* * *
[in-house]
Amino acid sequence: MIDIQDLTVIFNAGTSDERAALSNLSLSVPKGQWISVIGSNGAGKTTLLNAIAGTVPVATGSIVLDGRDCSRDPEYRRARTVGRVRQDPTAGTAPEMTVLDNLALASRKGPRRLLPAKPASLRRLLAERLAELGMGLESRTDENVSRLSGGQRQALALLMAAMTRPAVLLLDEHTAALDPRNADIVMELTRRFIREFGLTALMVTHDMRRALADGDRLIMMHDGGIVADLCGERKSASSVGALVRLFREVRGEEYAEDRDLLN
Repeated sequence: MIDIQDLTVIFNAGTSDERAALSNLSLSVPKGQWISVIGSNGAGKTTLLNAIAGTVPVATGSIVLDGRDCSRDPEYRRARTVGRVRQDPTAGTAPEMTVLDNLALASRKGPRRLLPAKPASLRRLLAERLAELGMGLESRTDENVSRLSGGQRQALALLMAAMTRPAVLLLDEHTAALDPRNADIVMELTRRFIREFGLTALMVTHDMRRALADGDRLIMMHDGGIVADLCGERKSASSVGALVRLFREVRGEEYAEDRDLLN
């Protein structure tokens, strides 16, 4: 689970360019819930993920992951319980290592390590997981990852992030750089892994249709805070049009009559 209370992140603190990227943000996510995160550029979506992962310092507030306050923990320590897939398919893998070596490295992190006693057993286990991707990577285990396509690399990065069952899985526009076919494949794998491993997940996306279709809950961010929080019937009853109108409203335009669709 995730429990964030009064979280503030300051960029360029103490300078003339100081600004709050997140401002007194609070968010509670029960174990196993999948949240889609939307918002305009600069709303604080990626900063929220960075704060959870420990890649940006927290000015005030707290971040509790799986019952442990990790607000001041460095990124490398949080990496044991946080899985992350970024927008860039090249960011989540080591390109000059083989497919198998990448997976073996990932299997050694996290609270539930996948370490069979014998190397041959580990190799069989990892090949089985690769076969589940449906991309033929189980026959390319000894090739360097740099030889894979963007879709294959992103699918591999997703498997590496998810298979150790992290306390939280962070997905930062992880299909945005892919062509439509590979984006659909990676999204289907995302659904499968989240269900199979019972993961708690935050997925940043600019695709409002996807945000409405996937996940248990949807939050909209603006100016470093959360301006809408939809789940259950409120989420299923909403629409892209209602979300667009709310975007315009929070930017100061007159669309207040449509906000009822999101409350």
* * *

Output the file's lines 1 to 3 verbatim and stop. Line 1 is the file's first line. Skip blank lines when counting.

[in-house]
Amino acid sequence: MIDIQDLTVIFNAGTSDERAALSNLSLSVPKGQWISVIGSNGAGKTTLLNAIAGTVPVATGSIVLDGRDCSRDPEYRRARTVGRVRQDPTAGTAPEMTVLDNLALASRKGPRRLLPAKPASLRRLLAERLAELGMGLESRTDENVSRLSGGQRQALALLMAAMTRPAVLLLDEHTAALDPRNADIVMELTRRFIREFGLTALMVTHDMRRALADGDRLIMMHDGGIVADLCGERKSASSVGALVRLFREVRGEEYAEDRDLLN
Repeated sequence: MIDIQDLTVIFNAGTSDERAALSNLSLSVPKGQWISVIGSNGAGKTTLLNAIAGTVPVATGSIVLDGRDCSRDPEYRRARTVGRVRQDPTAGTAPEMTVLDNLALASRKGPRRLLPAKPASLRRLLAERLAELGMGLESRTDENVSRLSGGQRQALALLMAAMTRPAVLLLDEHTAALDPRNADIVMELTRRFIREFGLTALMVTHDMRRALADGDRLIMMHDGGIVADLCGERKSASSVGALVRLFREVRGEEYAEDRDLLN